1. ## Naming Polynomials

I need to name this polynomial. y=(x+4)(x+1)(x-3)

Would it be a cubic polynomial because it's all multiplying, or would it be a linear?

Thanks

2. ## Re: Naming Polynomials

Its a cubic because once you expand it out (try it!) you get x cubed as the term with the highest order.

3. ## Re: Naming Polynomials

It's definitely cubic. It has exactly three roots.

4. ## Re: Naming Polynomials

Naming of polynomial in general is in accordance to the Order of the equation.
Now, what is order ?
Consider a polynomial in a single variable 'x'. Write the polynomial in its fully expanded form. Now search for the term that has the highest power on 'x' (like x squared or cubed etc.) Now that gives you the order of the polynomial. Now the naming is simple
Order Name
1 Linear
3 Cubic
and so on...

Hope that clears it !

5. ## Re: Naming Polynomials

Originally Posted by pratique21
Naming of polynomial in general is in accordance to the Order of the equation.
Now, what is order ?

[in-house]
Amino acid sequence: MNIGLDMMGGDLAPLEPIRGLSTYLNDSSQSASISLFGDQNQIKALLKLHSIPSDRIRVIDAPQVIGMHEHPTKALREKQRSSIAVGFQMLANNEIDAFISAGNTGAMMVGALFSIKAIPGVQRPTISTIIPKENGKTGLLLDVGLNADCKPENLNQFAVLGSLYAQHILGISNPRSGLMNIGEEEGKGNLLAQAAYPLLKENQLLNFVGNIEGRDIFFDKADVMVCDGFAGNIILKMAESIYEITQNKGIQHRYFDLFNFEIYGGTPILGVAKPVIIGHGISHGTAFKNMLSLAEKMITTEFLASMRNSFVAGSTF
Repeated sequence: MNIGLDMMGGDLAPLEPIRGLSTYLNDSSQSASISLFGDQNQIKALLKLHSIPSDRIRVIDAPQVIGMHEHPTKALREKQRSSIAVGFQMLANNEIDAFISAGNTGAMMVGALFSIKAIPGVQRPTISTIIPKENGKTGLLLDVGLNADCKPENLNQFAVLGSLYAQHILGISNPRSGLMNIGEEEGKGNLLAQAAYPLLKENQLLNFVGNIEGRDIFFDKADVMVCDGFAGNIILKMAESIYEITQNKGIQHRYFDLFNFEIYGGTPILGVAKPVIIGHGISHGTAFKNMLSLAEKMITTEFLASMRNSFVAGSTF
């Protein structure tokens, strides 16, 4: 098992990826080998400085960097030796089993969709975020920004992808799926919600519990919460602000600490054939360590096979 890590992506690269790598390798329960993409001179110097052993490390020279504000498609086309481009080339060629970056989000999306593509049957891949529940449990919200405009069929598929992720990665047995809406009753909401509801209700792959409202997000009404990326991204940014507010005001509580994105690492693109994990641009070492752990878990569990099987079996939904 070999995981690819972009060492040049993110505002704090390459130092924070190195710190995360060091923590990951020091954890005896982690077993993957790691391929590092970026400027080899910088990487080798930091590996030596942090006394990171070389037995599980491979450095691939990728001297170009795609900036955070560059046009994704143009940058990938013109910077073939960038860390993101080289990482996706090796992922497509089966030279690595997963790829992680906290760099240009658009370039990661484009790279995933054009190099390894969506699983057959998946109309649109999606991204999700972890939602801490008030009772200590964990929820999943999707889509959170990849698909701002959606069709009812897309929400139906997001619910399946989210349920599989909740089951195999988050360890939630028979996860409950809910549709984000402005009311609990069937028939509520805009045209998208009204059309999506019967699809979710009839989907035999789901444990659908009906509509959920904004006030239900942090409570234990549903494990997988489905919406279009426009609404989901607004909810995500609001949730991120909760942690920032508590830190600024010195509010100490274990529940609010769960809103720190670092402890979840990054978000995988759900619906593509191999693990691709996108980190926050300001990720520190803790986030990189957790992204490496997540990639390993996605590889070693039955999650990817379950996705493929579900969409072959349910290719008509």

Consider a polynomial in a single variable 'x'. Write the polynomial in its fully expanded form. Now search for the term that has the highest power on 'x' (like x squared or cubed etc.) Now that gives you the order of the polynomial. Now the naming is simple
Order Name
1 Linear
3 Cubic
and so on...

Hope that clears it !
I've always called an Order 4 polynomial a "Quartic".

6. ## Re: Naming Polynomials

to clarify: a general 4-th degree polynomial in x (or use your favorite variable name) is called a quartic (in x). a bi-quadratic is a quadratic in x2, which is a special kind of quartic.

to continue:

5-th degree polynomials are quintics, 6-th degree are sextics, and 7-th degree are septics. if you are dealing with even higher-level polynomials, although "latin" names do exists, it is usually easier to refer to them as "k-th degree polynomials" (and easier to remember, too).